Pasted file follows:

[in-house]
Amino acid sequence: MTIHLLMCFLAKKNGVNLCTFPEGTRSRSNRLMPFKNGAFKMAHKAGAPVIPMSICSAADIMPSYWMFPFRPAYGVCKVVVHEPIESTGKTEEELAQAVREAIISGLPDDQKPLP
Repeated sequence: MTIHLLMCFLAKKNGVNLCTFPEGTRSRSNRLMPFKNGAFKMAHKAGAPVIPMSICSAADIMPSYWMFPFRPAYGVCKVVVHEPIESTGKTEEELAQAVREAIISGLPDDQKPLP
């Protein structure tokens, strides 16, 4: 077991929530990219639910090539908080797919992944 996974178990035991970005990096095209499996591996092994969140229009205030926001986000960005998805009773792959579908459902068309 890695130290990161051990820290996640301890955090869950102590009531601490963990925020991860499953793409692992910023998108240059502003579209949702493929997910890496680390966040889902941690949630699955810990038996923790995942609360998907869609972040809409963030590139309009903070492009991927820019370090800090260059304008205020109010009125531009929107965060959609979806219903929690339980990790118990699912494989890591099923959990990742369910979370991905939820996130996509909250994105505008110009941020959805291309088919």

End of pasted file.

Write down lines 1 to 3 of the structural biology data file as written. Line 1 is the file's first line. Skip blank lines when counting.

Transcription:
[in-house]
Amino acid sequence: MTIHLLMCFLAKKNGVNLCTFPEGTRSRSNRLMPFKNGAFKMAHKAGAPVIPMSICSAADIMPSYWMFPFRPAYGVCKVVVHEPIESTGKTEEELAQAVREAIISGLPDDQKPLP
Repeated sequence: MTIHLLMCFLAKKNGVNLCTFPEGTRSRSNRLMPFKNGAFKMAHKAGAPVIPMSICSAADIMPSYWMFPFRPAYGVCKVVVHEPIESTGKTEEELAQAVREAIISGLPDDQKPLP